change "LD=/usr/ccs/bin/ld" to "LD=/usr/ccs/bin/ld -R/usr/local/ssl/lib" in libtool
$ make depend
$ make
$ sudo make install

generate the key pair and certificate
$ cd /usr/local/etc/openldap
$ sudo openssl genrsa -des3 -rand /etc/hosts -out 1024
$ openssl req -new -key -out
$ /opt/ssl/bin/openssl x509 -req -days 3650 -in \
	-signkey -out
$ openssl rsa -in -out

add the following lines to slapd.conf
# move the ldap server to ssl
TLSCertificateFile /usr/local/etc/openldap/certs/
TLSCertificateKeyFile /usr/local/etc/openldap/certs/
TLSCACertificateFile /usr/local/etc/openldap/certs/

start openldap
$ sudo  /usr/local/libexec/slapd -h ldaps:///


Replicating the database
There are a few reasons why one might want to replicate the database.
1) providing multiple directory servers allows us to spread the load
between these servers for scalability.
2) If one of the servers crashes, an additional server provides increased
3) I replicate the directory from my home machine to my laptop so that
I have access to the directory even when I am not connected to the Net.

The steps for doing this are outlined in the openldap administrator's 
guide, but there are a couple of differences in the way I did it.

1) Export the database to a file
$ /usr/local/bin/ldapsearch -b dc=unixpeople,dc=com \
	-D cn=manager,dc=unixpeople,dc=com -w secret 'objectclass=*' \

2) Shutdown the ldap server on the master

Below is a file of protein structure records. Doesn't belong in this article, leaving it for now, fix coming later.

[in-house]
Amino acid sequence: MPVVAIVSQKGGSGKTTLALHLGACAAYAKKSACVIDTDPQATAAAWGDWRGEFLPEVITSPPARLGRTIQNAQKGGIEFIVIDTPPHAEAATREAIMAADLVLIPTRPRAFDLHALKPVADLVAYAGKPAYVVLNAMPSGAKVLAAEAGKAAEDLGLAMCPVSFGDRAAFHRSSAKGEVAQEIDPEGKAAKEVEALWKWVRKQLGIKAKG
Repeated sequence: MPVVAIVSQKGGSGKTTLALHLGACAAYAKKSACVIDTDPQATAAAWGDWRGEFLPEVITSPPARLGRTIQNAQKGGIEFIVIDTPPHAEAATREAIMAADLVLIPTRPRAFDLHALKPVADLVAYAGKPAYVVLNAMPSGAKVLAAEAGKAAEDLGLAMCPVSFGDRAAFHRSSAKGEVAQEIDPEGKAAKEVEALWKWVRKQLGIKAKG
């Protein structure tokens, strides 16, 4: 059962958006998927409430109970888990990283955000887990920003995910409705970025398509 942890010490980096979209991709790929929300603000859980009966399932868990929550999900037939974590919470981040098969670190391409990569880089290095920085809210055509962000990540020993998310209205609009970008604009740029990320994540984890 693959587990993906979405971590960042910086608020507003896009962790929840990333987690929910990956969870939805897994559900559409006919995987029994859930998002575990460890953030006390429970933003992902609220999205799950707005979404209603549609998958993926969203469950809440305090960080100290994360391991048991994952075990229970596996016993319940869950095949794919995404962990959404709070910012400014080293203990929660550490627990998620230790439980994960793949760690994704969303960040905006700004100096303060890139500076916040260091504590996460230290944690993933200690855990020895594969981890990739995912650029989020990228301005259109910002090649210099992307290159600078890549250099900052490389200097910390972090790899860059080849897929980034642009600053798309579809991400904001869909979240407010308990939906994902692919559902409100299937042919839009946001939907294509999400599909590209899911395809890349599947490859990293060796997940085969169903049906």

# /etc/init.d/ldap.server stop

3) copy the dib file to the machine you want to replicate the database to.

4) copy the slapd.conf file to the machine you want to replicate the database

5) start with an empty database on the slave
# rm /var/ldap/openldap-ldbm/*

6) Add the following lines to the slapd.conf ON THE SLAVE
updatedn "cn=Manager,dc=unixpeople,dc=com"
updateref ldap://

7) start the daemon on the slave

8) import the dib on the slave
$ ldapadd -D cn=manager,dc=unixpeople,dc=com -w secret \
	-f /$HOME/unixpeople.dib

9) Add the following lines to the slapd.conf ON THE MASTER

replogfile /usr/local/var/openldap-slurp/log

10) start the daemon on the master

11) Test the replication by making a change on the master.

At work, I added 136 accounts into ldap using a script.
The login process was VERY slow. After trying to troubleshoot
this problem for a while, I found that the loglevel was set to 4095,
and the idle time on the machine was dropping to near zero.
In addition, I chose to create indexes for uid and uidNumber, and gidNumber.
index   objectClass,uid,uidNumber,gidNumber eq
index	cn sub

Now, regenerate the indexes
# /etc/init.d/ldap.server stop